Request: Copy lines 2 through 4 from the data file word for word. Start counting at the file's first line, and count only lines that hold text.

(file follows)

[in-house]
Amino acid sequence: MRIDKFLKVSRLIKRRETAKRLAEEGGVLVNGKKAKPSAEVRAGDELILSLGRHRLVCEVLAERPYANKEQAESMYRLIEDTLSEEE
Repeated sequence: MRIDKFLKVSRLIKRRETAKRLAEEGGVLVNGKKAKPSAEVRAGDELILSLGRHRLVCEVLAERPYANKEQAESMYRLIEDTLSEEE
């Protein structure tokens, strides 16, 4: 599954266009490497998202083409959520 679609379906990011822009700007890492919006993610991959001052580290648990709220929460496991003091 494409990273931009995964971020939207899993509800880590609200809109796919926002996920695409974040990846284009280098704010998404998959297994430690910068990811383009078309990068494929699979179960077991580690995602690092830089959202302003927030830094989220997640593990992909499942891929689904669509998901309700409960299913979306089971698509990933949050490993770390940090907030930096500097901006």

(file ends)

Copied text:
Amino acid sequence: MRIDKFLKVSRLIKRRETAKRLAEEGGVLVNGKKAKPSAEVRAGDELILSLGRHRLVCEVLAERPYANKEQAESMYRLIEDTLSEEE
Repeated sequence: MRIDKFLKVSRLIKRRETAKRLAEEGGVLVNGKKAKPSAEVRAGDELILSLGRHRLVCEVLAERPYANKEQAESMYRLIEDTLSEEE
């Protein structure tokens, strides 16, 4: 599954266009490497998202083409959520 679609379906990011822009700007890492919006993610991959001052580290648990709220929460496991003091 494409990273931009995964971020939207899993509800880590609200809109796919926002996920695409974040990846284009280098704010998404998959297994430690910068990811383009078309990068494929699979179960077991580690995602690092830089959202302003927030830094989220997640593990992909499942891929689904669509998901309700409960299913979306089971698509990933949050490993770390940090907030930096500097901006």